With the Fall 2017 anime season upon us comes the much anticipated second season of March Comes in Like a Lion. The oppressively hopeful series aired fall through winter of last year and follows a young man on the slow road to recovery from major depression as he uses the Japanese chess game, shogi, as his unstable pillar of support. The iconic visuals of Studio SHAFT combined with the show’s courage to tackle delicate topics have earned it high praise over time.
The second cour of March’s first season aired alongside the highly acclaimed Scum’s Wish during the Winter 2016 season. The new series, animated by Studio Lerche, details the lives of high schoolers struggling to come to terms with their romantic feelings as they engage in the hairy nature of hookup culture and friends-with-benefits. Although the topics of interest may differ, the overall tone and atmosphere of each show are closely similar.
Both March and Scum’s Wish deal unabashedly with heavy issues. They are both shows that take their subject matters deadly serious and take your breath away with the visceral human emotions on display. They do not shy away from placing the viewer in an uncomfortable situation and keeping them there for extended periods of time to make them feel what the characters are feeling. How these two shows go about making the viewer feel this way, however, is where March Comes in Like a Lion and Scum’s Wish fundamentally differ. That is the difference between sympathy and empathy.
When it comes to clinical depression, the protagonist of March Comes in Like a Lion, Rei Kiriyama, is a textbook example. According to the Diagnostic and Statistical Manual of Mental Disorders (DSM) a “major depressive” episode is strictly classified as a period of two weeks or longer while meeting five of the nine symptoms of depression such as insomnia, weight loss, and morbid ideology. In one scene we even saw Rei lock himself away in his room and go days on end without eating or drinking after a particular event left him completely destabilized. By the end he was so weak he could barely stumble to the convenience store to buy food.
According to the National Institute of Mental Health (NIMH), approximately “16.1 million adults aged 18 or older in the United States had at least one major depressive episode” in the year of 2015. That means approximately 6.7% of American adults at the time could directly relate to Rei in what he was feeling and going through. They could directly sympathize with him.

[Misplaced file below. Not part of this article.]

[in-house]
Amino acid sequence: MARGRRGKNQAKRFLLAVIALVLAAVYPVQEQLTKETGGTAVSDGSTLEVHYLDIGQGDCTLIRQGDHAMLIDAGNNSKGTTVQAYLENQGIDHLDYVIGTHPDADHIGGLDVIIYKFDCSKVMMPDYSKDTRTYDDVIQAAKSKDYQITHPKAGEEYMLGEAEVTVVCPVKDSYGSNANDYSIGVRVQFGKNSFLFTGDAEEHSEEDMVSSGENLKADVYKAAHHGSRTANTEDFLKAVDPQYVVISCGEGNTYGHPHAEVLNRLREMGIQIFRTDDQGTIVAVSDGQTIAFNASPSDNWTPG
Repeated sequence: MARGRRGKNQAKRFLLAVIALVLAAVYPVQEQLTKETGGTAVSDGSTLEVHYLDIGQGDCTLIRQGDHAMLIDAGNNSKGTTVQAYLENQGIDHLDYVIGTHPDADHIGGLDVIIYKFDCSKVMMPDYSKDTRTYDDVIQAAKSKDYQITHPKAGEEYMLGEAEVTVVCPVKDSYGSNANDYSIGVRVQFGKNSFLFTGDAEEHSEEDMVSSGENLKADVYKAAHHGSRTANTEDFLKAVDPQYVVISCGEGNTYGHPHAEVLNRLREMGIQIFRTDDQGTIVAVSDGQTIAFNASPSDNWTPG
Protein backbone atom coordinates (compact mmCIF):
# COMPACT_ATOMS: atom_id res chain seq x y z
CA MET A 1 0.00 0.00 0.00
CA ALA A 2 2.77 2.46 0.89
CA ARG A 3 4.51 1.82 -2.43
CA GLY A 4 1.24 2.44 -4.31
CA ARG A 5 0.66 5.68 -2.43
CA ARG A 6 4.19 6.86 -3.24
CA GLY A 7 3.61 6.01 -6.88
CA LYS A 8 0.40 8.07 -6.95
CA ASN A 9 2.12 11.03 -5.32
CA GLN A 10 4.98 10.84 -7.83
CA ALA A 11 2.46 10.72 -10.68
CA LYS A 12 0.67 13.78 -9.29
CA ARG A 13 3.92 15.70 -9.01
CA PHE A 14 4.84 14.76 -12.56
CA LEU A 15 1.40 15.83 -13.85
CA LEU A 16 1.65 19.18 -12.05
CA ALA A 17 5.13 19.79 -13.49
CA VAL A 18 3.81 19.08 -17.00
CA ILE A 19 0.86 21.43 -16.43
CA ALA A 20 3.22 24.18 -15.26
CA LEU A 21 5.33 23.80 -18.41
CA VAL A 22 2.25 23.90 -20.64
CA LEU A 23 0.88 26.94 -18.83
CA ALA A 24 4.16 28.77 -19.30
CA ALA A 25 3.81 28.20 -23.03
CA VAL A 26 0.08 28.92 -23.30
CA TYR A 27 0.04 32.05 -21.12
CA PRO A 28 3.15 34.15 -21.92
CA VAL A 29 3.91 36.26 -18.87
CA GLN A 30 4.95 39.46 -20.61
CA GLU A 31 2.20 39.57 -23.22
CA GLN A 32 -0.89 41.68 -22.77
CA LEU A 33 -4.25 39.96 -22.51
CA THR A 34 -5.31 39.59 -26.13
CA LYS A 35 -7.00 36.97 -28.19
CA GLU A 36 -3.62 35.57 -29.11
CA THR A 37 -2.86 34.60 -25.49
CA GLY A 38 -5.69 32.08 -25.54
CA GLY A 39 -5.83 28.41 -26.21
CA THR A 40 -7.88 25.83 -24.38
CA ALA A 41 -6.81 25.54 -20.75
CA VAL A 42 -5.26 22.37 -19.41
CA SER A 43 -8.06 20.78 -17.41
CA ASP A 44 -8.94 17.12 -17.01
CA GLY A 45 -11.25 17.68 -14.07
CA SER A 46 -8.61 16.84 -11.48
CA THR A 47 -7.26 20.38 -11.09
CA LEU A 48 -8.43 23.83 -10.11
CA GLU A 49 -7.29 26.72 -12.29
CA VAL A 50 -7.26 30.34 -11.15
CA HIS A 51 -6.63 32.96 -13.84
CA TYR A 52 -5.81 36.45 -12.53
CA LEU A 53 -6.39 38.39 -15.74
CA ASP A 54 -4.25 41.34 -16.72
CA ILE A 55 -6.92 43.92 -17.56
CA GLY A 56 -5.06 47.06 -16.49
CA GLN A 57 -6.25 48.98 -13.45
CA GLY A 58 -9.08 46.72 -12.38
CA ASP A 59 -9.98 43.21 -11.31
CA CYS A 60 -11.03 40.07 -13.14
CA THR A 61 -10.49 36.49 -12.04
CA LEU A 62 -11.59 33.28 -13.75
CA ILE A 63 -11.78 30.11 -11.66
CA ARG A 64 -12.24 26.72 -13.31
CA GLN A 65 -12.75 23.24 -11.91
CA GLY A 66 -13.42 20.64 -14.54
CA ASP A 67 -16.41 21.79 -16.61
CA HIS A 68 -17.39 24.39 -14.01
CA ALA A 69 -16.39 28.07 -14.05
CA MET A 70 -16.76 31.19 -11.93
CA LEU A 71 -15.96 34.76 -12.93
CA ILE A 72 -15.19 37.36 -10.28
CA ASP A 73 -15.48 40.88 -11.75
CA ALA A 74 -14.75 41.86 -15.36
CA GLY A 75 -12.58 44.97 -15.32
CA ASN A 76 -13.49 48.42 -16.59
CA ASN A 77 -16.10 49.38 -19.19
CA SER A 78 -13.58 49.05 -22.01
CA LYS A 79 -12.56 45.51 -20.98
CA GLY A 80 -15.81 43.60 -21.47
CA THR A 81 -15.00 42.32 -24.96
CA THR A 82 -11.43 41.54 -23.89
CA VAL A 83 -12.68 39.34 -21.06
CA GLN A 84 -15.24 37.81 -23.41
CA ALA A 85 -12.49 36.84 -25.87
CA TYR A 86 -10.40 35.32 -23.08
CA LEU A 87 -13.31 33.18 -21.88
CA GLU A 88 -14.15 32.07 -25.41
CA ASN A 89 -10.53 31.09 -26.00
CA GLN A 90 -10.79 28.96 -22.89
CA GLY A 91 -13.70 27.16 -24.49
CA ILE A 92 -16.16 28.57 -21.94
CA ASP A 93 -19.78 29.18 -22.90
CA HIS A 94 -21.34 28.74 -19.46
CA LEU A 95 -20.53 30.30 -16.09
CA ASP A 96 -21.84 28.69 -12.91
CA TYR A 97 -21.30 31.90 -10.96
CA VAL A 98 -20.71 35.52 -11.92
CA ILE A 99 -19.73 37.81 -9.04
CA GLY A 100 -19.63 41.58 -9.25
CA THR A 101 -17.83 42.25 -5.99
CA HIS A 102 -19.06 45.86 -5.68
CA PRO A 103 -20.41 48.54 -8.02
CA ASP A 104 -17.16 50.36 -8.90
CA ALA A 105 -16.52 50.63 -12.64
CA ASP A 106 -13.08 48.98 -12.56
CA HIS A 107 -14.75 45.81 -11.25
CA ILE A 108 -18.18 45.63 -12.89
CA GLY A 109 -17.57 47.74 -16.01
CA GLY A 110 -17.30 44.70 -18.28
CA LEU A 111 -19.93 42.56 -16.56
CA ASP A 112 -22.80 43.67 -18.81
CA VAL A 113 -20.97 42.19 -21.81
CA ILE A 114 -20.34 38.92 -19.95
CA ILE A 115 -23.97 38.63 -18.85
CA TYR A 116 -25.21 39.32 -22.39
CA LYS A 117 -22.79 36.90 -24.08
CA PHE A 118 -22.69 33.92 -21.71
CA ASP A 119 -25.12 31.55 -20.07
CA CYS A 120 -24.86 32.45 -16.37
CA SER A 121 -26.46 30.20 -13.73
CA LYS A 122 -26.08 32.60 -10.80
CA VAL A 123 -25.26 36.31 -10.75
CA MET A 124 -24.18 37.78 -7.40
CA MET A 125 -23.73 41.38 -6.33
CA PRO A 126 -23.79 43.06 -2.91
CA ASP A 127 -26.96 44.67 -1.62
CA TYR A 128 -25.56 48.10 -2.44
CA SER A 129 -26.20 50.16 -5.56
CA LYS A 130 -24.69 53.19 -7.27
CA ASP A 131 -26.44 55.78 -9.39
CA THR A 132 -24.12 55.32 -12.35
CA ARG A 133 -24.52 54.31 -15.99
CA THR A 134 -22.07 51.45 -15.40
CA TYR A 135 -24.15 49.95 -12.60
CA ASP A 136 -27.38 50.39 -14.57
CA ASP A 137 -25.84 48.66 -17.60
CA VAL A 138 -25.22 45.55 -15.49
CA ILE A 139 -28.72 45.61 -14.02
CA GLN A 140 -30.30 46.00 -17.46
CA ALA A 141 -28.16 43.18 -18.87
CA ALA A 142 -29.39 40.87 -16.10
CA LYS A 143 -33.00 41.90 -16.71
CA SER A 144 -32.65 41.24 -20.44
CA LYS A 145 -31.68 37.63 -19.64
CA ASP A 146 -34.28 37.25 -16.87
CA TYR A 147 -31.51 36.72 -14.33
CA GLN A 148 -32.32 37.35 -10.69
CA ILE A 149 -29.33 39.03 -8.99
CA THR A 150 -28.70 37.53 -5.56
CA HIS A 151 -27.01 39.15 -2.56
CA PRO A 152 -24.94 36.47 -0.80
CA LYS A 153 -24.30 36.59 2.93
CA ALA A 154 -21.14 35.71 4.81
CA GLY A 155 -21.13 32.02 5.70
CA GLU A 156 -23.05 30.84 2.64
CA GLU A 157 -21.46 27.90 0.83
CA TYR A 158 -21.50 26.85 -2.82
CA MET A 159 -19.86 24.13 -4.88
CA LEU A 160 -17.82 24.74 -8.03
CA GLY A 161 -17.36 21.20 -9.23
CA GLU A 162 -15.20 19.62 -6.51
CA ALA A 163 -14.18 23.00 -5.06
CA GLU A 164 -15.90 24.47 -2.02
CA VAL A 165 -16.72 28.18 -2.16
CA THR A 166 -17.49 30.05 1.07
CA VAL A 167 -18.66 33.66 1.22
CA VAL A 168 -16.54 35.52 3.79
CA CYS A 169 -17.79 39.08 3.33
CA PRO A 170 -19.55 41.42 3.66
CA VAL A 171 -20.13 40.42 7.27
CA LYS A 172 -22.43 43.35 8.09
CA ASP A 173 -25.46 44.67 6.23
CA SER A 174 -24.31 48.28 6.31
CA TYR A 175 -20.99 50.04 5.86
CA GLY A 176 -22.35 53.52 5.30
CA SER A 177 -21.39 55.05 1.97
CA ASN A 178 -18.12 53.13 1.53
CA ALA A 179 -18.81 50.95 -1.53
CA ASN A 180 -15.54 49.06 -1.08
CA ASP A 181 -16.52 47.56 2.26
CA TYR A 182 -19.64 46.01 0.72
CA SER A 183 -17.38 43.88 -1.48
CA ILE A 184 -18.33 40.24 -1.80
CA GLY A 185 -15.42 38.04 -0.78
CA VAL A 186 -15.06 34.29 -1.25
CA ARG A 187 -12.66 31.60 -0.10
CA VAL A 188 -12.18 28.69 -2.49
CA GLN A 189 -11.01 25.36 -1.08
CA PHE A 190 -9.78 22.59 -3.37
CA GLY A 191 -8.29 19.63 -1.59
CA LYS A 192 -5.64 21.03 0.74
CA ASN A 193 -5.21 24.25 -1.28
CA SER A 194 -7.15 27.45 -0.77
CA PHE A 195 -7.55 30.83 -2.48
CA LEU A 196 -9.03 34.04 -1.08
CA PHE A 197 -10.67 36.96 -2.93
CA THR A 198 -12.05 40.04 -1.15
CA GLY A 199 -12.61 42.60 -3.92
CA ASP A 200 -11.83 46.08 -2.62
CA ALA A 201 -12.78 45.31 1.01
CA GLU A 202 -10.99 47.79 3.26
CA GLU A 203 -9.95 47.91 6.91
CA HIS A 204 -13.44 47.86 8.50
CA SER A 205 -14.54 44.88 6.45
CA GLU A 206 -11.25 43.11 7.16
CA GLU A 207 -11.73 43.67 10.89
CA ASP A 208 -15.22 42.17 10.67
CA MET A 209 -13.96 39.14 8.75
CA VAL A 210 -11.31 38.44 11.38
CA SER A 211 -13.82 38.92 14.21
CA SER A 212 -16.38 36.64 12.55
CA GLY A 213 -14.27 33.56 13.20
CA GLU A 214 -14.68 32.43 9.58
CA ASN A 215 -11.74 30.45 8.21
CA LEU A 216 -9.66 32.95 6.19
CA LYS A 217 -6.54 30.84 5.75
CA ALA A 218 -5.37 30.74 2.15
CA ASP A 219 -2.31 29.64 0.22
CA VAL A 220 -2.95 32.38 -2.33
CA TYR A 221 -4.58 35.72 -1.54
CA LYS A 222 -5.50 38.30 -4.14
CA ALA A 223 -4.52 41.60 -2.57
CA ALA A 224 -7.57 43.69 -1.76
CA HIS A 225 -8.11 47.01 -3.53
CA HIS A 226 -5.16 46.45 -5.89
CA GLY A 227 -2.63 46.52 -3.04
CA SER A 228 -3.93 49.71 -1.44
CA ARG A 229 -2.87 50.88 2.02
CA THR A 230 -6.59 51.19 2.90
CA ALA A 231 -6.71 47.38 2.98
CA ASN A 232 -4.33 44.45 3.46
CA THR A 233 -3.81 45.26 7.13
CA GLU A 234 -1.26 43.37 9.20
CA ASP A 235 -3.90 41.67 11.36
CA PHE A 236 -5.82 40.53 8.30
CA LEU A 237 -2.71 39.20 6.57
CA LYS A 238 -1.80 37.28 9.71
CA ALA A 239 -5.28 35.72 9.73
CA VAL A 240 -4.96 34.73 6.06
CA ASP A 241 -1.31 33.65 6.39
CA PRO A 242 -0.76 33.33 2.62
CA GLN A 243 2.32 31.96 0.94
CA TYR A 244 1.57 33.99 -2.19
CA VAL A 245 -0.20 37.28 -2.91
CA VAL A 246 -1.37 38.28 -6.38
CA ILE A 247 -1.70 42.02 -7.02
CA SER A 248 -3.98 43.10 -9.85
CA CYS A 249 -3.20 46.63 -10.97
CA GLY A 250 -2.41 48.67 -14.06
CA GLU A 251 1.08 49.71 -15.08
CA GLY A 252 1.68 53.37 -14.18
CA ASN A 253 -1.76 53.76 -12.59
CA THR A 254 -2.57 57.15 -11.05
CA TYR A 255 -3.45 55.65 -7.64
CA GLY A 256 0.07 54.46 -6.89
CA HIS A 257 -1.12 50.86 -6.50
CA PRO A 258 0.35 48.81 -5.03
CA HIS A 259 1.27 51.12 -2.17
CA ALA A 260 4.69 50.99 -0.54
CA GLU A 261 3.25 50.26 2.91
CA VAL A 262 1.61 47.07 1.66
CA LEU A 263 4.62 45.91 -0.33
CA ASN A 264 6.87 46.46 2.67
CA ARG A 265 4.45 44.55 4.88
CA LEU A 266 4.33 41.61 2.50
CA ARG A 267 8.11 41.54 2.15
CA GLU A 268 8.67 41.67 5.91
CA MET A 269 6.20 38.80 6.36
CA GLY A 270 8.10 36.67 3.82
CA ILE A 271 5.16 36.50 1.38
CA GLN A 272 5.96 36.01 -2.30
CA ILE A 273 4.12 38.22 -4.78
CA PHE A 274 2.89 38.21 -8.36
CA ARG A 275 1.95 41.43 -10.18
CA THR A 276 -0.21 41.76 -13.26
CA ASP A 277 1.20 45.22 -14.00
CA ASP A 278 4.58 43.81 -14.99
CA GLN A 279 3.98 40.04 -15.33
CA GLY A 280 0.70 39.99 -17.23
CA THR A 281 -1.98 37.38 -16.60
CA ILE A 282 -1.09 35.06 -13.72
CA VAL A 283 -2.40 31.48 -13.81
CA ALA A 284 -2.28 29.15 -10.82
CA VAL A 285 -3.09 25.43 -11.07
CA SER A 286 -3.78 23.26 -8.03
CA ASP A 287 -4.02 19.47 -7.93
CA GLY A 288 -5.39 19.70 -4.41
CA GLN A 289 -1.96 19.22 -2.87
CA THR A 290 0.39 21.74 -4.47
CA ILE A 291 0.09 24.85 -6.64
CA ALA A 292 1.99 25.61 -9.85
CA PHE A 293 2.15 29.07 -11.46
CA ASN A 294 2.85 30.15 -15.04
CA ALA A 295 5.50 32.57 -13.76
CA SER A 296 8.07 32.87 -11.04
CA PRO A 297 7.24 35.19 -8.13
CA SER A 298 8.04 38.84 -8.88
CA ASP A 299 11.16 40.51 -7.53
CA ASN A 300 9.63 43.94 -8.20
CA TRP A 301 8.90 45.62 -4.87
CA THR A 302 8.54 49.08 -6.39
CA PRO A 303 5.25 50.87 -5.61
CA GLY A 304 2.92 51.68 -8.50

The tricky thing about the DSM definition for depression, though, is how rigid it is. What about the person that only experienced four symptoms of depression but for much longer than two weeks? Or how about the person who experienced all nine symptoms for a week and a half? These individuals are still very much “depressed”, just not in a way that can be defined as “major depression”. The point being, depression goes beyond the written guidelines, and anyone who has experienced these feelings and emotions can sympathize with Rei to some degree. What March excels at, however, is forcefully grabbing those same viewers who don’t have experiences with severe depression and putting them in a position to empathize with Rei.
Studio Shaft is notorious for their avant-garde animation styles. They use this to their advantage together with Rei’s own mental commentary to vividly illustrate his fragile psyche, the good times and the bad. When Rei finds relief in a supportive environment, the warm colors and exaggerated facial expressions put you at ease. When Rei’s very foundation is pulled from beneath him, the frantic and crazed shots that follow never let you rest. And when Rei’s own despair threatens to suffocate him, your own breath is taken away by heavy images of sinking to the bottom of the ocean.